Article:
I'm not sure, but I'm worried I may be a terrorist. You see I unwittingly at first and later wittingly brought my toothpaste with me to Japan. (Without my wits I have been unable to determine the ramifications of jetlag (with my tethered soul) and how that relates to my being unwitting, as I had my toothpaste even before I left Toronto). In any event we went through US customs in Toronto. Getting through security was quick and easy since it was early in the morning, not busy and because the news of the latest terrorist plot had not broken yet. We arrived in Dallas without losing any vital plane parts, and while we were in the lounge awaiting our next flight I heard snippits from a nearby TV about a plot to bring liquid on board airplanes. There was also a very insistent man who kept announcing that passengers were not to bring any liquids or gels though the security gates or on board any aircraft. Before we could get in any kind trouble, Aukje and I surreptitiously not to mention hastily chugged the remainder of our bottle of water. With a satisfied expression I wondered what other illegal contraband I had with me that could be a problem. After a few moments of pondering I realized that I also had a tube of Japanese toothpaste. As everyone knows it is a luxury to be able to brush your teeth once in a while during a twenty five hour journey. Since our journey had just begun I wasn't willing to scarf down the remainder of our toothpaste, just to become airport compliant. After brushing our teeth, (since it may have turned out to be our last opportunity) and then checking around to make sure we were not under surveillance, Aukje determined that I would continue to keep the toothpaste in my carry-on. We boarded our flight and left Dallas-Fort Worth Airport forty-five minutes late due to increased levels of security. I still had my toothpaste though. We arrived at Kansai Airport in Japan a little over thirteen hours later. The authorities here had their dogs on patrol sniffing us passengers and our baggage. We were stopped on the way out of the airport by the security officer so he could inspect our luggage.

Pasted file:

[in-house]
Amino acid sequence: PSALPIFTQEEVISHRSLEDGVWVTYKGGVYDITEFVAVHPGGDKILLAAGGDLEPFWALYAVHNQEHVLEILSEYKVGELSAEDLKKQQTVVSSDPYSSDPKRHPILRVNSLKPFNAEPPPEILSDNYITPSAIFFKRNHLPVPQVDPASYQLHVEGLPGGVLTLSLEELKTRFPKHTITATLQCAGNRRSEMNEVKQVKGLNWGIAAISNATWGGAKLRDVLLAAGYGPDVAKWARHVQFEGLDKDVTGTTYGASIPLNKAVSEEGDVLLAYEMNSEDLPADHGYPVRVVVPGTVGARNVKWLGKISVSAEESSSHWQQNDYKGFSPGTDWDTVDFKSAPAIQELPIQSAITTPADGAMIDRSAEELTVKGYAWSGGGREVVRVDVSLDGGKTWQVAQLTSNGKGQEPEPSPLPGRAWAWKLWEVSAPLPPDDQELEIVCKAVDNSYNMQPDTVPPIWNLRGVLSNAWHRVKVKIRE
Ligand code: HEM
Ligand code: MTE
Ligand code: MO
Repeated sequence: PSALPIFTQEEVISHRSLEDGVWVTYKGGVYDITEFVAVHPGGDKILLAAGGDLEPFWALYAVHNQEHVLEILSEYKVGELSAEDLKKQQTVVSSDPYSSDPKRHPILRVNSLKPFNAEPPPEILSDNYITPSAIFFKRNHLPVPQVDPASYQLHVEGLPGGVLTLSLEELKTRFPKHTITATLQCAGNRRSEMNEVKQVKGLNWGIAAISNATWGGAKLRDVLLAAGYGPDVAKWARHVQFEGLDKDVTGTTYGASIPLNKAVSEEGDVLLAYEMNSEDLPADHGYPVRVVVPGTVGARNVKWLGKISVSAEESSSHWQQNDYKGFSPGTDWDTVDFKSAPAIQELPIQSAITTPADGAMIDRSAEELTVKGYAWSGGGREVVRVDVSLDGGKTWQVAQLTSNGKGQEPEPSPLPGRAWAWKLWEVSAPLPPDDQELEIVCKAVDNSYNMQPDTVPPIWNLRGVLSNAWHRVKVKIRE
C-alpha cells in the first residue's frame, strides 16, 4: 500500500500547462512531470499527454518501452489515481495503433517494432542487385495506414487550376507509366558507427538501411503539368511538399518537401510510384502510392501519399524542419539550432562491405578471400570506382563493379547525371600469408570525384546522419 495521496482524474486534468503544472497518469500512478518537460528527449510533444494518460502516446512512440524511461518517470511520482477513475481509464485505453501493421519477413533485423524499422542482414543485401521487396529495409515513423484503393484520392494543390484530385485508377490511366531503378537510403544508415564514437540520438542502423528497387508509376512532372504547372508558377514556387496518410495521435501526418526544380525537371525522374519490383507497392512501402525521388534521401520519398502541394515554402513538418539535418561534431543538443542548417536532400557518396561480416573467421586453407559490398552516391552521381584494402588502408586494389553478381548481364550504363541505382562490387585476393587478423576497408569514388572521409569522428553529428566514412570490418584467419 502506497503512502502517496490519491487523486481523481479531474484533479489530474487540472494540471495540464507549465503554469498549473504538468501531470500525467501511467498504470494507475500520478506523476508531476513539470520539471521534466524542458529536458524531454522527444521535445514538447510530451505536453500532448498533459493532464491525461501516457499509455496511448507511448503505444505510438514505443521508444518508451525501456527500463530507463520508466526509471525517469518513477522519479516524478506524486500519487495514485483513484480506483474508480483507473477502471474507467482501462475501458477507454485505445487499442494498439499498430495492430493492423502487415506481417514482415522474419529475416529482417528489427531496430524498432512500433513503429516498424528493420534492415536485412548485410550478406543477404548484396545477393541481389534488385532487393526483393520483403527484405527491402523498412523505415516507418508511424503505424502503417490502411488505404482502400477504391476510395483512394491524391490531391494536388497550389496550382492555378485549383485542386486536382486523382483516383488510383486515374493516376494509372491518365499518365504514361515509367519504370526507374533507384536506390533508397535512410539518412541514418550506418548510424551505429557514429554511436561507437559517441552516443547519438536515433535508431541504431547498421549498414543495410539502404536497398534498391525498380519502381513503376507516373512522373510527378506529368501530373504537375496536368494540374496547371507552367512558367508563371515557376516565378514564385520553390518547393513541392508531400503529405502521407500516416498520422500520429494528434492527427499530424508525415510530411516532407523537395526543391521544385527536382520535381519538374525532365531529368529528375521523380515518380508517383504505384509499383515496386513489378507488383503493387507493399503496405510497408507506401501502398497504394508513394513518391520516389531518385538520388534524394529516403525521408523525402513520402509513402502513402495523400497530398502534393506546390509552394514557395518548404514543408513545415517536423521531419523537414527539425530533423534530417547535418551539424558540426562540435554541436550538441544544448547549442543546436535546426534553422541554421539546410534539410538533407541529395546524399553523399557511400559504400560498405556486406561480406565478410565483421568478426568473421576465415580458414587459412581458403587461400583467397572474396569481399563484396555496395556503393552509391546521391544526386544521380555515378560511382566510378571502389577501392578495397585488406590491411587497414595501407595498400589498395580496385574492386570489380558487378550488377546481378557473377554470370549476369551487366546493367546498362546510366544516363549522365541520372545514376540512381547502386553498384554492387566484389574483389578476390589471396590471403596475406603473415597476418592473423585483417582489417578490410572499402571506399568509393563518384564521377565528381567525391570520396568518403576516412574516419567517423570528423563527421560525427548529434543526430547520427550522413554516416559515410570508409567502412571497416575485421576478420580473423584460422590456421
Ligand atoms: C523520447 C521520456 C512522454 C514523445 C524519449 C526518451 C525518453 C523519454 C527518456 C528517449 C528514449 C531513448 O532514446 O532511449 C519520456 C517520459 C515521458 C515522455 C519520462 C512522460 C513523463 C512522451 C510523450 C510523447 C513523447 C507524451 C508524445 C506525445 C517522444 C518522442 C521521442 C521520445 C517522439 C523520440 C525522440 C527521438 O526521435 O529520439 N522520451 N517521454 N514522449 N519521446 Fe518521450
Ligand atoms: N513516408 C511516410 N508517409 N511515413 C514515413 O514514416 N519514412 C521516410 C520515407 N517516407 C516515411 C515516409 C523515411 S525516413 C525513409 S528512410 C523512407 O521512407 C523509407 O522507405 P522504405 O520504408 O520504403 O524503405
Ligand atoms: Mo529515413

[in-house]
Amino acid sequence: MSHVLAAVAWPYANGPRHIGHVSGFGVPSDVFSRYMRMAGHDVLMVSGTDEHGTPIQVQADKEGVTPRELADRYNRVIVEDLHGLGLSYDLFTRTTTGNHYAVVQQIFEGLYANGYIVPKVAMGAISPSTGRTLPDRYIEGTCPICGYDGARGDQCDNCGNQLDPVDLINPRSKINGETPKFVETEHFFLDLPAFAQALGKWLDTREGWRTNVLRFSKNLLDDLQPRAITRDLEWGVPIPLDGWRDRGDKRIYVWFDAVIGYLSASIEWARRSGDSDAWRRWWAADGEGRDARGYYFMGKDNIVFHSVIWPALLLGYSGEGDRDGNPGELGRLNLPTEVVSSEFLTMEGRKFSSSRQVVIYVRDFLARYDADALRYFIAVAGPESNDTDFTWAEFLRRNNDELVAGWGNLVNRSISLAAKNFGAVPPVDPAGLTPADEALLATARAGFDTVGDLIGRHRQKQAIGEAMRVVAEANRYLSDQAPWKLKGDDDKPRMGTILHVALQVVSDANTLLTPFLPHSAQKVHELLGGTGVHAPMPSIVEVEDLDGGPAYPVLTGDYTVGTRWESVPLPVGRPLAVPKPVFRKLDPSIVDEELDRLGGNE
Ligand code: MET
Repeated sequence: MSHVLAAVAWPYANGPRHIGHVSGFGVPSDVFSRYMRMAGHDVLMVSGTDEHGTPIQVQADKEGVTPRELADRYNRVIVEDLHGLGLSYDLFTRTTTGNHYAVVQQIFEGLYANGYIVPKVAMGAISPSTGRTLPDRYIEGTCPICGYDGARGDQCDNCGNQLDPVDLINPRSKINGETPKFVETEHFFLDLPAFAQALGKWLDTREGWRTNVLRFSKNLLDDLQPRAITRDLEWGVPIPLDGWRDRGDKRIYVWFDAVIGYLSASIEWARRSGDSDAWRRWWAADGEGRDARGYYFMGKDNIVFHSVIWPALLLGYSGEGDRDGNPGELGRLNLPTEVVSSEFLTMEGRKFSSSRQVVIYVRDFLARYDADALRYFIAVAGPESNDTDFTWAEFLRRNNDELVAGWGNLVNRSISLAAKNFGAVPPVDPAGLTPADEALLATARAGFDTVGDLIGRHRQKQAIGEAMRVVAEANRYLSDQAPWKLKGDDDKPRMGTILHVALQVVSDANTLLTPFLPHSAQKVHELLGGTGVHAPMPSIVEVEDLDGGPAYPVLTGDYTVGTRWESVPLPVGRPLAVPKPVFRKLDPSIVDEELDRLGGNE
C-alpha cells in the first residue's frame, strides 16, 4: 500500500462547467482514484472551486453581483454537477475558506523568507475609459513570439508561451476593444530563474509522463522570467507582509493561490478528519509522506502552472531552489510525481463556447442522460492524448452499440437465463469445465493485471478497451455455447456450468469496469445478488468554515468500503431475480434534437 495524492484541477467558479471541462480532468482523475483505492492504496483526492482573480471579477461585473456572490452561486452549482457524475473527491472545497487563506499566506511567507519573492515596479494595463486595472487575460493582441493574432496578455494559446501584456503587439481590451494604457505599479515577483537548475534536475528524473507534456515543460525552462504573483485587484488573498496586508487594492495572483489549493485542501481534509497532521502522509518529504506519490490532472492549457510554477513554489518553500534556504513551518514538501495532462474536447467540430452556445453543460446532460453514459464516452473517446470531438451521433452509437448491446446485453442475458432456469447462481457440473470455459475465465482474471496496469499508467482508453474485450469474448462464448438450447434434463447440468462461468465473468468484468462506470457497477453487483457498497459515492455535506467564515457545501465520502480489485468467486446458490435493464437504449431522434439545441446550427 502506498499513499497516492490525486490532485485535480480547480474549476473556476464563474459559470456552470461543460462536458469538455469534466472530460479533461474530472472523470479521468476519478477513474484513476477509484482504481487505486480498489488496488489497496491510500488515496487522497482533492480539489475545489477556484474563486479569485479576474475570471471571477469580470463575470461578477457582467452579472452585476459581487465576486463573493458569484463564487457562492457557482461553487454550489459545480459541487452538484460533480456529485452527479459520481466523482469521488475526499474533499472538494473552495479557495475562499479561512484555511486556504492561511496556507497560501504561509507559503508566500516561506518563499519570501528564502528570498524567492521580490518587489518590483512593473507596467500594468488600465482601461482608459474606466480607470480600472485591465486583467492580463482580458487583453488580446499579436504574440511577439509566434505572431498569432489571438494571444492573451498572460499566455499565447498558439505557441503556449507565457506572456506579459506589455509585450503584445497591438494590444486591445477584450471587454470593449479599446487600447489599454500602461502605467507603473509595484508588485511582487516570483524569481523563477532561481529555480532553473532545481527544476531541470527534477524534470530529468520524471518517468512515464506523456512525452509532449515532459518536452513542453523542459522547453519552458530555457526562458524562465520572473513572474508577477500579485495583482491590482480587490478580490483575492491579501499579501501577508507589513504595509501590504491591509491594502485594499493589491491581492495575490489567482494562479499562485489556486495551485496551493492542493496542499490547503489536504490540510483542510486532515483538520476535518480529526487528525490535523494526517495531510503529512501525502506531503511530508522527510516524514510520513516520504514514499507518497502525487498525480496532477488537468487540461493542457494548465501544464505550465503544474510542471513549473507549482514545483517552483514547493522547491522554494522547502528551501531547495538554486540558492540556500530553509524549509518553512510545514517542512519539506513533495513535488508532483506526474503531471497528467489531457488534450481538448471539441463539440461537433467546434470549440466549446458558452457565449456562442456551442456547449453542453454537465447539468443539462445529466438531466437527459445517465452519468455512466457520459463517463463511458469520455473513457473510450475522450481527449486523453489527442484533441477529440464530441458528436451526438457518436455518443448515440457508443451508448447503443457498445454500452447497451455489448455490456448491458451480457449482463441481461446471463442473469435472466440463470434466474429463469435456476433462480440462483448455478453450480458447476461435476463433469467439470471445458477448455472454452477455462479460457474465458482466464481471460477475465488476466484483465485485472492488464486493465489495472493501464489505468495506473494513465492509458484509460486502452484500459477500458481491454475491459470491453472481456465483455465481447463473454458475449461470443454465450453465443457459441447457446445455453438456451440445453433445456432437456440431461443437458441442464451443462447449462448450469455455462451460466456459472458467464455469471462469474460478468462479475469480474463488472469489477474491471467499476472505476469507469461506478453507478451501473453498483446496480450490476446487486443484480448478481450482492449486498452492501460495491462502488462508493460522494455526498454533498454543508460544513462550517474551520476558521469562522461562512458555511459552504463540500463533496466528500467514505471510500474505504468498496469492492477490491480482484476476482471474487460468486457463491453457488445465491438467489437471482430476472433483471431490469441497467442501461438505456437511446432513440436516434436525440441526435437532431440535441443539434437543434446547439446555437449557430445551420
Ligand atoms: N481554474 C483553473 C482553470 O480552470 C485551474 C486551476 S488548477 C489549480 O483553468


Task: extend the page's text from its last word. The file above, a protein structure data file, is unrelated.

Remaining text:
We are now safely at home and I managed to smuggle my toothpaste through three countries. I must confess that I feel absolutely no remorsefulness, nor have any feelings of repentance, but perhaps when my soul and my wits are reeled in I will feel more. convicted.